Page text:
NEW HAVEN, Conn. (AP) — A Connecticut man is heading to trial for a harrowing home invasion in an affluent suburb that left a mother and her two daughters dead and so unsettled this liberal-leaning state that the crime played a key role in halting momentum to abolish the death penalty.
The trial for Joshua Komisarjevsky (koh-mih-sar-JEV'-skee) starts Monday. He faces a possible death sentence if he's convicted. His co-defendant, Steven Hayes, was sentenced to death last year for killing Jennifer Hawke-Petit and her daughters in 2007 in Cheshire.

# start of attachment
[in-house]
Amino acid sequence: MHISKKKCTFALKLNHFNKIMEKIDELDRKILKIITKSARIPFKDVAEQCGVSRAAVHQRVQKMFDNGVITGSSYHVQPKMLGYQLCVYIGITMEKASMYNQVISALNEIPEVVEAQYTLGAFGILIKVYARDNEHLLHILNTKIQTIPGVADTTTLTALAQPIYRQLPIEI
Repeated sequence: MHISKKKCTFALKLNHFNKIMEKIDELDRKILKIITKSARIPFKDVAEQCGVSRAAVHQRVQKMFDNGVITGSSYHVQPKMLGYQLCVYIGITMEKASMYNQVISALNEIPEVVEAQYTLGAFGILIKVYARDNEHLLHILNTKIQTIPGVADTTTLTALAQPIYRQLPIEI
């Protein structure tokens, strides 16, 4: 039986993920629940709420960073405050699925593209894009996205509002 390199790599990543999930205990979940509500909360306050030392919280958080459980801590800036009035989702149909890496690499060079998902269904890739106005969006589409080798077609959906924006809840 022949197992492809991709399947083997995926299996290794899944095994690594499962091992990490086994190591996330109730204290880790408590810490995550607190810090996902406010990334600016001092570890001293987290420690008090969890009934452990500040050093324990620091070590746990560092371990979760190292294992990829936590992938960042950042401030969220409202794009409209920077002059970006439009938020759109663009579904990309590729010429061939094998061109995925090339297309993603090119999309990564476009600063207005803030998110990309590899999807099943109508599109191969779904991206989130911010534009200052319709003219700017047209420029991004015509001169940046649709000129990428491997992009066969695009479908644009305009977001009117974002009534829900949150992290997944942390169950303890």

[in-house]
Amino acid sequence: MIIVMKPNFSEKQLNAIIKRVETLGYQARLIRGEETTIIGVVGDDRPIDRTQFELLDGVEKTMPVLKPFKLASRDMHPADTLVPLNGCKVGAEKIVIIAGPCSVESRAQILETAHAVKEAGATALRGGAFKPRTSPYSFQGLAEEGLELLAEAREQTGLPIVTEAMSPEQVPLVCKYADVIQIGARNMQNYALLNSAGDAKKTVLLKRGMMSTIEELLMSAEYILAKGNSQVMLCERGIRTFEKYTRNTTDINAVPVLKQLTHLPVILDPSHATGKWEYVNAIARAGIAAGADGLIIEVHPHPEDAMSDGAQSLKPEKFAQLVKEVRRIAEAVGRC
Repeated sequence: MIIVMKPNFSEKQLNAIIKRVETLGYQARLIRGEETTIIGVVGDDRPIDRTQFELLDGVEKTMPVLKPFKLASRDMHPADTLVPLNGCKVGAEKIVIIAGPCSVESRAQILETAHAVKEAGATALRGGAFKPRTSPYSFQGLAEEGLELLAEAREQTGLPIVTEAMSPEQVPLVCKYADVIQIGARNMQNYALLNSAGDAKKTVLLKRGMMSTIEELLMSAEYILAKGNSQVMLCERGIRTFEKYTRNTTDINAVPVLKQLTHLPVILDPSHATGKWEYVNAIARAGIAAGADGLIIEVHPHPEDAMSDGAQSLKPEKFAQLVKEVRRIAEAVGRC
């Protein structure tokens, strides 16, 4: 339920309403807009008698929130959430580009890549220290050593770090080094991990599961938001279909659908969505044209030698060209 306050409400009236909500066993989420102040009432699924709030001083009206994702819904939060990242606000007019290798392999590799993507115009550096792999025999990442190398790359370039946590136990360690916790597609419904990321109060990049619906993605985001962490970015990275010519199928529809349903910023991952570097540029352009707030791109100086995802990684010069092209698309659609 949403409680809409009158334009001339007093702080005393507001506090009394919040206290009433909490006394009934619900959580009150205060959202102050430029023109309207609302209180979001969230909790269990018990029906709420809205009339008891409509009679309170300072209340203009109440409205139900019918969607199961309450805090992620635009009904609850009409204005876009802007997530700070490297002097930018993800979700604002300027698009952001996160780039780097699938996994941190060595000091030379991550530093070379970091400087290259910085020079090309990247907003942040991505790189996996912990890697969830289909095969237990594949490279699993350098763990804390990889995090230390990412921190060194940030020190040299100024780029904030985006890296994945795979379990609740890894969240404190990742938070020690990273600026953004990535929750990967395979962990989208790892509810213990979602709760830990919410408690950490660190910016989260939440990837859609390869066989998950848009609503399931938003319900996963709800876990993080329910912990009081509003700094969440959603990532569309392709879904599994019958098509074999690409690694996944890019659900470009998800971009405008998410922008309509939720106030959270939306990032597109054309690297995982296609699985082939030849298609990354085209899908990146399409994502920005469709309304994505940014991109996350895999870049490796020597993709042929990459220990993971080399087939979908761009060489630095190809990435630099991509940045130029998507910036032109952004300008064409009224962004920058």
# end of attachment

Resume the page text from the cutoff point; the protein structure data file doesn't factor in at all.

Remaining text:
Gov. Dannel P. Malloy was elected last year as Connecticut's first anti-death penalty governor in more than 15 years, but an effort to abolish capital punishment ended in May when two key senators said they would oppose repeal after meeting with Hawke-Petit's husband.